Voting in Prayagraj’s Juhi Kothi village isn’t an individual choice. It is one individual’s choice, which becomes almost everyone’s pick. Meet Duijji Amma, the 70-year-old woman who not only settles villagers’ disputes but also influences their voting patterns. Whoever Amma picks, voters in this village cast their vote for. Unsurprisingly, the 2020 Uttar Pradesh assembly election will likely witness something similar in this small village located in Shankar Garh block.
True, local leaders campaign here, political messages reach the people through various social media platforms and TVs in some of the houses, which do influence people’s voting choices. But by and large, villagers say they vote for whoever Duijji Amma picks – in the evening before the day of voting.
How do political parties take it? Duijji Amma meets anyone who comes to her. She greets them and affectionately tells them that she would do her best for them. “Zaroor karab (I will definitely do it),” she usually tells them. Sometimes she says, “Abhi to bahut din baqui hai (there is a lot of time left in the election),” when she meets someone impatient to gain her support.
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A community leader unlike any
Duijji Amma belongs to the Kol community, the biggest tribal community in this region even though it is recognised as Schedule Caste by the Uttar Pradesh government. The people of the community have been demanding their Schedule Tribe status. Duijji Amma, who is not school-educated, understands the community’s concern and raises the matter with every political party that contacts her. She is alert, analytical and makes decisions based on her insights. When asked how she decides which party and candidate to vote for, she replied: “Jaan sunkar (by knowing and listening).”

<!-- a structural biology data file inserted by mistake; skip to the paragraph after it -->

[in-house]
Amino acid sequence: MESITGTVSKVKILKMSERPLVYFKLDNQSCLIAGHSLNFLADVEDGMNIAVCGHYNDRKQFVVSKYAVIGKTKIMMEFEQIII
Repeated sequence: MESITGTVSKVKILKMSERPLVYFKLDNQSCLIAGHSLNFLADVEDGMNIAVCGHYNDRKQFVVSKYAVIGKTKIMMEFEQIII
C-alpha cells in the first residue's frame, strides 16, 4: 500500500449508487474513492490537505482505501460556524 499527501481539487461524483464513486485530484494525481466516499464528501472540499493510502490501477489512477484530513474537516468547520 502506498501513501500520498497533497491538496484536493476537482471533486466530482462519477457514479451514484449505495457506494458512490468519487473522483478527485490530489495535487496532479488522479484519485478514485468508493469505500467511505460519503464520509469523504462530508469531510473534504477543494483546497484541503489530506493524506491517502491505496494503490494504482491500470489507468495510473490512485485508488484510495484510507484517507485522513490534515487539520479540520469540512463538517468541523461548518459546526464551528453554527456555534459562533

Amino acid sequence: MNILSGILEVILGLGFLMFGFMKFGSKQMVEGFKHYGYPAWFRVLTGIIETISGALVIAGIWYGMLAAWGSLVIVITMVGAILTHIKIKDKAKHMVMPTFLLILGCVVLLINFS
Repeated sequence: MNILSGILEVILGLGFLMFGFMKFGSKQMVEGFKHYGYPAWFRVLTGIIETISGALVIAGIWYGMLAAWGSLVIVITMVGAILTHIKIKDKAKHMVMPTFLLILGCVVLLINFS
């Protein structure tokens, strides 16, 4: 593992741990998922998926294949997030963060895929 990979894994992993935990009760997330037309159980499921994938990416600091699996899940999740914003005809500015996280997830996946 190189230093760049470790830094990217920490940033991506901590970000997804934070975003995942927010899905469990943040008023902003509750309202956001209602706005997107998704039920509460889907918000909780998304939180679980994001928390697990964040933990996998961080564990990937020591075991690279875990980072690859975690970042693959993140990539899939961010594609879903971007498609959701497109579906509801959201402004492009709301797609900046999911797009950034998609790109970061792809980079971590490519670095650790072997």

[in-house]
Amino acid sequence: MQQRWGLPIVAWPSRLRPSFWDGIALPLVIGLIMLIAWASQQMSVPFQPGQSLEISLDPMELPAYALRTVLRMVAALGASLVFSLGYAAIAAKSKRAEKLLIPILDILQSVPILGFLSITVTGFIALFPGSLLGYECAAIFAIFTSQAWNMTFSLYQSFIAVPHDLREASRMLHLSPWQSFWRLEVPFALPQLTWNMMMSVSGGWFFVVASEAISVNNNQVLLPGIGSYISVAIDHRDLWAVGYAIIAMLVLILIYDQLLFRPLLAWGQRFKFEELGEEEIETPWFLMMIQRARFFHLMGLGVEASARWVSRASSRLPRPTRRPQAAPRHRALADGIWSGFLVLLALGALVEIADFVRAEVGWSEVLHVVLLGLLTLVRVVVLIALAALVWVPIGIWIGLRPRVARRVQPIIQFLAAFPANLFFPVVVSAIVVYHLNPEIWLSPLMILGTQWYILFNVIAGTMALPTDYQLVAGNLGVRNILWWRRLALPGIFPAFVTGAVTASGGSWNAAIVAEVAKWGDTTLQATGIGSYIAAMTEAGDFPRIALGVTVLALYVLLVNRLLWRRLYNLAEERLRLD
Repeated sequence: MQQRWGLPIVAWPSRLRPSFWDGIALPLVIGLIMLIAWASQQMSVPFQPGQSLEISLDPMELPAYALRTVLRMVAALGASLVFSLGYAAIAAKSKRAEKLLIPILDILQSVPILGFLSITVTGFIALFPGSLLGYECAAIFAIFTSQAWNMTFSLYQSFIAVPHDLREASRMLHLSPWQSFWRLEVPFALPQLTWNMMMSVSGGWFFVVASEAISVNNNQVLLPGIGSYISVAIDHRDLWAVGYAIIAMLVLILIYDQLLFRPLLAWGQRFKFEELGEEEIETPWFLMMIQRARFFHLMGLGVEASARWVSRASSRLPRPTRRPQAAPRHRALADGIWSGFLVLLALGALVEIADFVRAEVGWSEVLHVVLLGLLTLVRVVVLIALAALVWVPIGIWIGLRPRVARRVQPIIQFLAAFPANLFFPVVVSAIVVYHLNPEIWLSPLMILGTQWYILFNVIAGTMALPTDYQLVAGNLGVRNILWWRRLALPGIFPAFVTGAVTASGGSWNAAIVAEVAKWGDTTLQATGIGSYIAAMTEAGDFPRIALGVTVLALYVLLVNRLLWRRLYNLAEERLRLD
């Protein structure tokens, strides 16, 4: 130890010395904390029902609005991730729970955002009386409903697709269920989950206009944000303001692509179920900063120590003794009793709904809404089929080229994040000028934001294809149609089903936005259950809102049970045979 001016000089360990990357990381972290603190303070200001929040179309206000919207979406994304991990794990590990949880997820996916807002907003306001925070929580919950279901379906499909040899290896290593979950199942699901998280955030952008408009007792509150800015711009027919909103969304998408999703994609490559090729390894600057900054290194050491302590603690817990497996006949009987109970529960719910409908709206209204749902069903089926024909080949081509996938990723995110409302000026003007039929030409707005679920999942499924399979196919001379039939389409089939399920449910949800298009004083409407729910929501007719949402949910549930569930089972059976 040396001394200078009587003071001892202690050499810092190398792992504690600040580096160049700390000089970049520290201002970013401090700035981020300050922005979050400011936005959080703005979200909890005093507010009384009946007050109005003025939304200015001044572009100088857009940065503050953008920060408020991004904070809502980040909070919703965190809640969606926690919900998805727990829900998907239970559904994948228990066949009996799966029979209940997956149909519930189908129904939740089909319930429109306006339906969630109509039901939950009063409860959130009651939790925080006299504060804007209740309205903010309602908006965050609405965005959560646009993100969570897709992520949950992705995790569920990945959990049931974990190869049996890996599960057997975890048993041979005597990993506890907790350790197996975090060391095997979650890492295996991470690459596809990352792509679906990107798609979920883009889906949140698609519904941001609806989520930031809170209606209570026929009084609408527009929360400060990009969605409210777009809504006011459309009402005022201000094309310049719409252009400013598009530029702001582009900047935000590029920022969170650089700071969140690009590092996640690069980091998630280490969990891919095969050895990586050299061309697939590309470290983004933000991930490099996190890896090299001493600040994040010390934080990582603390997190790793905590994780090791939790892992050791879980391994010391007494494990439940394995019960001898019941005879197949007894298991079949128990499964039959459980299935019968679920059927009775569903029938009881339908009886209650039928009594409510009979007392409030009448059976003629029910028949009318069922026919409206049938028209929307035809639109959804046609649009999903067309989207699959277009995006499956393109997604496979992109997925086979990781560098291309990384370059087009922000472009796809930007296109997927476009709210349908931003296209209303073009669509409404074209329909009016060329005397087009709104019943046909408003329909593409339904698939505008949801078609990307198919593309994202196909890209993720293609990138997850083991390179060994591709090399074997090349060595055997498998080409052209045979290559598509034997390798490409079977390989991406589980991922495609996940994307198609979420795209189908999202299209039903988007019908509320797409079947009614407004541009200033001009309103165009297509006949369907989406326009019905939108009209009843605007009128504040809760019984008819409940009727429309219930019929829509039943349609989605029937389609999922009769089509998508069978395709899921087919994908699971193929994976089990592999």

Duijji Amma has a big family with sons, daughters and daughters-in-law. They live in separate huts, but with peace and harmony. She makes brooms and sells them in nearby villages. She takes the leaves of taad (palm) and khajoor (date palm) from the forest and makes the brooms. She is an undeclared community leader who has acquired her position through ‘trust’, cultivated over a long period of social relation with villagers who call her ‘amma’. She helps and supports everyone during their bad times, villagers say.
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Lesser-known, marginalised leaders
The traditional human structure of building relationships is no less important than our modern, democratic constituents such as rationality and criticality in making Duijji Amma’s societal position of a ‘leader’ in Juhi Kothi village. We can find many such social leaders like her in various marginal communities. Unfortunately, neither we know nor do we understand these faces who critically shape the catalogue of Indian electoral democracy. They are neither elected leaders nor pradhans, but many of them acquire greater legitimacy and acceptability than those elected. The Khap Choudhury or Caste Choudhury have some similarities but the form of leadership developed and passed on by the likes of Duijji Amma is different.
Duijji Amma talks about Prime Minister Narendra Modi and admires his free ration and pension programme. She also speaks of Uttar Pradesh Chief Minister Yogi Adityanath, and admires Priyanka Gandhi and Akhilesh Yadav. But she is yet to decide who she – and thus a large number of people in Juhi Kothi village – will vote for in the 2022 Uttar Pradesh assembly election. As always, it will be known on the last evening before the day of voting, she says.
The author is Professor and Director at the G.B. Pant Social Science Institute, Allahabad. He tweets @poetbadri. Views are personal.
(Edited by Prashant)